Saturday, March 12, 2016

Al Green: Greatest Hits

For several years in the early to mid 1970s, the combination of great songwriting, the amazing vocal gymnastics of Al Green and the rock-solid production of Willie Mitchell, produced some of the greatest music of the era.

Released on Mitchell's Hi Records out of Memphis, the singles and albums that this duo churned out from 1971 to 1977 were a perfect melding of Green's superior singing with the excellent performances of mainly unheralded musicians, and Mitchell's steady hand at the mixing desk.

In 1975, at the peak of Green's career, a greatest hits album was released, picking the ten best-known of the songs and twenty years' later, five more selections, taken from a second album of greatest hits, were added.  The result is a stellar album, especially with those first ten tracks and particularly when "Love and Happiness" replaced "How Can You Mend a Broken Heart?," though the last five songs have their great moments, as well.

Greatest Hits is filled with songs that match Green's peerless singing with instrumental accompaniment that works in the service of the singer and the song, all supervised and assembled by a producer who knew how to make the most of the material and the personnel.

To this listener, the album builds with great tracks like "Tired of Being Alone" and "Here I Am (Come and Take Me)" to the pinnacles of the groove-laden "Love and Happiness" and the vocal masterpiece, "Let's Stay Together" before gradually winding down through "I Can't Get Next to You" and "You Oughta Be With Me."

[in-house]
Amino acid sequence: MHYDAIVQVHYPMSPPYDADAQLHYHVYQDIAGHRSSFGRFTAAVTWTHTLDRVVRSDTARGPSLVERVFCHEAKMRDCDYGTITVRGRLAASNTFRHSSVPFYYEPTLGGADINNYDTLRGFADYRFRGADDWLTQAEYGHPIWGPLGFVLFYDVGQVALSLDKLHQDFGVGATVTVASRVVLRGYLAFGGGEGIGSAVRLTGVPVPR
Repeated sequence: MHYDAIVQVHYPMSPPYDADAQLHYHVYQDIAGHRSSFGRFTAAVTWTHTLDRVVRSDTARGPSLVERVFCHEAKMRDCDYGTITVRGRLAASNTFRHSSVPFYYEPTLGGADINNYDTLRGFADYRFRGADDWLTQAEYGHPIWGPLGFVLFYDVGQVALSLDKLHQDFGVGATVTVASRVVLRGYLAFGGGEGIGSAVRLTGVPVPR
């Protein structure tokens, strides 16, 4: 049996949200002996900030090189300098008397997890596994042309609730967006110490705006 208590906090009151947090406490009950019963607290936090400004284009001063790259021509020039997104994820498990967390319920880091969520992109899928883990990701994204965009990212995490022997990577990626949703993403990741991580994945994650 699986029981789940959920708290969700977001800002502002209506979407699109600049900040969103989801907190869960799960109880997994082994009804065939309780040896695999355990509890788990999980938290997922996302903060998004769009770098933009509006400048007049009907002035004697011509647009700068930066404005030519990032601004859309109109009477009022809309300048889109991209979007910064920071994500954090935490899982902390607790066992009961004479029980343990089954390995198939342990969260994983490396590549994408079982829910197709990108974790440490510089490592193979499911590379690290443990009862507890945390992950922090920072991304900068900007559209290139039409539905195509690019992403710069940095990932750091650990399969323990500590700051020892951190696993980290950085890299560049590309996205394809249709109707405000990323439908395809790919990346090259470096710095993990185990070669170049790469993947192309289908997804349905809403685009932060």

Even if the last five tracks don't quite measure up to the sheer greatness of the earlier tunes, there are still plenty of memorable moments in "Look What You Done For Me", "Sha-La-La", "L-O-V-E" and "Full of Fire."  Green's vocal pyrotechnics on "Belle" are a great way to close the album, though he was then, in 1977, at the end of his peak years.

Earlier this week, George Martin's death was a reminder of the importance of a great producer for a great band of performer.  Willie Mitchell's work as the architect of the sound behind the unmatched singing of Al Green is, to this listener, much the same as that of Martin to The Beatles.

Something has to be said, too, about the great musicians on Greatest Hits including the three Hodges brothers, known as The Impalas, who formed the core of the studio band on most of these songs, including guitarist Teenie, bassist Leroy, and organist/pianist Charles, the remarkable drummer Al Jackson, Jr. whose expansive snare and shimmering cymbal work is understated but always steady, and the horn section and backing vocalists who supplemented the excellence of these recordings.

After a 1978 record that didn't do well among changing times, mainly the peak of the disco era, Green turned to religious music for many years, though recently he has been mixing secular and sacred concerns in his work.  But, Greatest Hits captured Al Green at his peak, working with Willie Mitchell and great musicians to make dynamic music on a plane unmatched for their time and any time.

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